Tamil Reviews

Lisaa 3D Review: Yawn-Inducing Horror Film With A Message


Director: Raju Vishwanath

Cast: Anjali, Sam Jones, Makarand Deshpande, Yogi Babu, Mime Gopi, Brahmanandam

Yogi Babu appears in three scenes of Lisaa 3D. Brahmanandam appears in about 4.5 scenes in the film. I wish I could say that these seven and odd scenes are the best part of Lisaa 3D that redeemed the film for me but that would be a blatant lie. In terms of narrative, these scenes have absolutely no relevance to Lisaa the horror film, so one wonders why these scenes exist at all. But then in a genre first for a horror film, Lisaa also features a long speechifying sequence – a message – about children abandoning their parents and why that’s bad, and that’s why a killer old man got the Malaysian flight 370 to disappear forever.

Stuff that would be laughed out of a college comic sketch find their way into this supposed horror film. Perhaps the true horror in this film is that there are three people credited for script consultation and not one of them asked for the script to be changed or, better still, asked for the entire thing to be abandoned at a stage before it hit the screens.

But no, Lisaa released today and thus one must review it.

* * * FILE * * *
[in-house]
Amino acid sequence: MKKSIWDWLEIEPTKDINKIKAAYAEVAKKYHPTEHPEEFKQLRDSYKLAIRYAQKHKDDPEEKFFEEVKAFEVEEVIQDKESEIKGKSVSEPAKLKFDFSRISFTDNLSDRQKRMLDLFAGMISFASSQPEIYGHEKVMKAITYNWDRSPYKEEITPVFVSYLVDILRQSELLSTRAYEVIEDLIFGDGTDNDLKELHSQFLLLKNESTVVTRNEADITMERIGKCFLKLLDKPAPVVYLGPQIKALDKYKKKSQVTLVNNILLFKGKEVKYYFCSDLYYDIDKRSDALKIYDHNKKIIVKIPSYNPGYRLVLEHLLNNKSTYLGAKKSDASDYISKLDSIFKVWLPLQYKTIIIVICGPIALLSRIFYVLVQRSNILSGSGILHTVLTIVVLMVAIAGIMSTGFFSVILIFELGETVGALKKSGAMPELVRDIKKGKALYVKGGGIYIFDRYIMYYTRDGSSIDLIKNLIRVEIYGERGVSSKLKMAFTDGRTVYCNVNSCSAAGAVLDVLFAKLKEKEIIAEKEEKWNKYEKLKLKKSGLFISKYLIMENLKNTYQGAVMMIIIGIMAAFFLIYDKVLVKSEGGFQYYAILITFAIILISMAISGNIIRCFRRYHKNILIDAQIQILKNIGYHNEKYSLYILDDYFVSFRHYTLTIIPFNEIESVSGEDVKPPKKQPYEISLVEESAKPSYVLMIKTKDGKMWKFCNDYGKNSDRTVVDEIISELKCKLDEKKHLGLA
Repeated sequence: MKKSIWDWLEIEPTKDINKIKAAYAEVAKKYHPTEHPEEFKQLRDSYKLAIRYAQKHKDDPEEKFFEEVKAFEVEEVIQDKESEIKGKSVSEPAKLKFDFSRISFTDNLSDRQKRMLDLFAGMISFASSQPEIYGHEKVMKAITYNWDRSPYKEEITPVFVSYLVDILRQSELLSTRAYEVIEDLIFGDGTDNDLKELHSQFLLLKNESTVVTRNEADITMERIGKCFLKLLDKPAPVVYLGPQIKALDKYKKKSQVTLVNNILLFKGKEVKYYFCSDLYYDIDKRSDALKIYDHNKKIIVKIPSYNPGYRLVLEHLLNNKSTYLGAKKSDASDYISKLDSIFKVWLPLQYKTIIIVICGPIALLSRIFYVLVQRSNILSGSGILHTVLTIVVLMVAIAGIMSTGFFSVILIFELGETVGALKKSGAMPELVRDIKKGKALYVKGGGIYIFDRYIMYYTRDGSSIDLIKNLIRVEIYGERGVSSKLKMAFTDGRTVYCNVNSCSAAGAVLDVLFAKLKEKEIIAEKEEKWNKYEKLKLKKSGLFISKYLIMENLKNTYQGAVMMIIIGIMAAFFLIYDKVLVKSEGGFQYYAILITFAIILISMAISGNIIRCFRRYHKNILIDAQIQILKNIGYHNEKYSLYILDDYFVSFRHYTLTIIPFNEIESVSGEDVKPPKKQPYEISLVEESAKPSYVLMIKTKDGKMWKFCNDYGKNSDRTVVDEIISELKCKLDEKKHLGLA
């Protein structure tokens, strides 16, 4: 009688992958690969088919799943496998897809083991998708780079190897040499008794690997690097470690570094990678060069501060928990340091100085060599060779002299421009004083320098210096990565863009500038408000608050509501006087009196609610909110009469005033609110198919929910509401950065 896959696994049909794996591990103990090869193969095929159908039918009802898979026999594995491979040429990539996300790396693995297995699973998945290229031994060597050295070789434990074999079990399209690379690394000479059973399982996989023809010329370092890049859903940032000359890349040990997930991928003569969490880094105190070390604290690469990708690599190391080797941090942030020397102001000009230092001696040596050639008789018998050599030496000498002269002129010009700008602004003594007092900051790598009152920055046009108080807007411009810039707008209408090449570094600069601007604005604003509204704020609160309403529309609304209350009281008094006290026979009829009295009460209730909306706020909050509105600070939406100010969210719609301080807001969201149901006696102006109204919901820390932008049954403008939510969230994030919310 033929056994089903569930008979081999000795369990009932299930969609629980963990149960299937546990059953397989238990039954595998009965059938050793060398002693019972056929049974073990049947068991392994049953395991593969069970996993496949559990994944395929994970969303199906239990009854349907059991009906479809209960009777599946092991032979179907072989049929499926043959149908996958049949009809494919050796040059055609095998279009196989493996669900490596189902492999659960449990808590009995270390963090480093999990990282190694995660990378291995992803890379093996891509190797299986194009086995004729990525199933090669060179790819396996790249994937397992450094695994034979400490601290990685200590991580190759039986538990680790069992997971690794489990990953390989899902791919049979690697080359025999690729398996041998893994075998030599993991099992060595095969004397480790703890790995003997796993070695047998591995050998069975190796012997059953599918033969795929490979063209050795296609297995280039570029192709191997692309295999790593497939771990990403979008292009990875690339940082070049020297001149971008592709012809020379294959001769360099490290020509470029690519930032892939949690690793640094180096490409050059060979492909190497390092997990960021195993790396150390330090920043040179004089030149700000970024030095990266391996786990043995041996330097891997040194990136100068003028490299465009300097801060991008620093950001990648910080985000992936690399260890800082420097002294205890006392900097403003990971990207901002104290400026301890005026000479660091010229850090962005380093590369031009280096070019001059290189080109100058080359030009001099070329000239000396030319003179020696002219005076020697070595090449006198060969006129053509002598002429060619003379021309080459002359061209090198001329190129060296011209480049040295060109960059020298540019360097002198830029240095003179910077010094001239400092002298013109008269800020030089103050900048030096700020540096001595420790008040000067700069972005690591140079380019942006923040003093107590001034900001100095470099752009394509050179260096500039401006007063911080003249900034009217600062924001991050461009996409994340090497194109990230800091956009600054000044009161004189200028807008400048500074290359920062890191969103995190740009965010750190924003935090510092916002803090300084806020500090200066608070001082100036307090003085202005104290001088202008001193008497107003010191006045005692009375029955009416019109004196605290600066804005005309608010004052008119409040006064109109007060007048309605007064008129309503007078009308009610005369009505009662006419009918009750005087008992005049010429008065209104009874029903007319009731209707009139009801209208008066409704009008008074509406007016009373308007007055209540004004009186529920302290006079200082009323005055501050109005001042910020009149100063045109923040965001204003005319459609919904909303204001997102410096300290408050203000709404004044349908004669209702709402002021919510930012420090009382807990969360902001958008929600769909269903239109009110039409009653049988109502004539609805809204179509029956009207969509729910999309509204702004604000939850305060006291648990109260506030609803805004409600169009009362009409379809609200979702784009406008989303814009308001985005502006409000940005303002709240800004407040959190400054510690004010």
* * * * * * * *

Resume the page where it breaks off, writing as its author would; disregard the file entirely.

Lisaa is written and directed by debutant Raju Vishwanath, and produced by P G Muthiah of PG Media Works. The film stars Anjali, Sam Jones, Makarand Deshpande, Yogi Babu, Mime Gopi, Brahmanandam and the usual slew of prosthetic make up and special effects of a horror film. The film was shot by P G Muthiah and edited by S N Fazil. Santhosh Dayanidhi is the music composer. It is supposed to be India’s first Stereoscopic 3D horror film.


Lisaa (Anjali) is talking to her mother about love. She says Rahul takes good care of her. She says Rahul is a nice man. Her mother resists. Says her own parents, who were modern but disapproved of love, caused her to elope with Lisaa’s father and thus she can’t do love anymore. This scene is supposed to be all shocking and surprising because Lisaa is asking her mother to marry Rahul. Wow, so progressive.

Except the stilted dialogues – in a mixture of Tamil and English – delivered in a semi monotone by actors who haven’t warmed up to the scene or film – feel like nails against slate. Grating and totally unnecessary.

This entire bit at the start of the film is to set up the premise. Young woman lands up at far away grandparents’ house and thus unlocks sleeping ghosts and ghouls. Very original in that this involves a house in “Western Ghats”. That narrows it down.

And so Lisaa and Jagadish a. Jaggu (Sam Jones) drive down to Western Ghats from Chennai. It’s been a while but the last time I drove from Chennai to Ooty it took me some 10 hours and odd. Considering the roads have improved and cars have become better since then, I was very surprised Lisaa and Jaggu needed to stop overnight, sing an early morning song replete with group dancers, and change outfits before reaching their destination.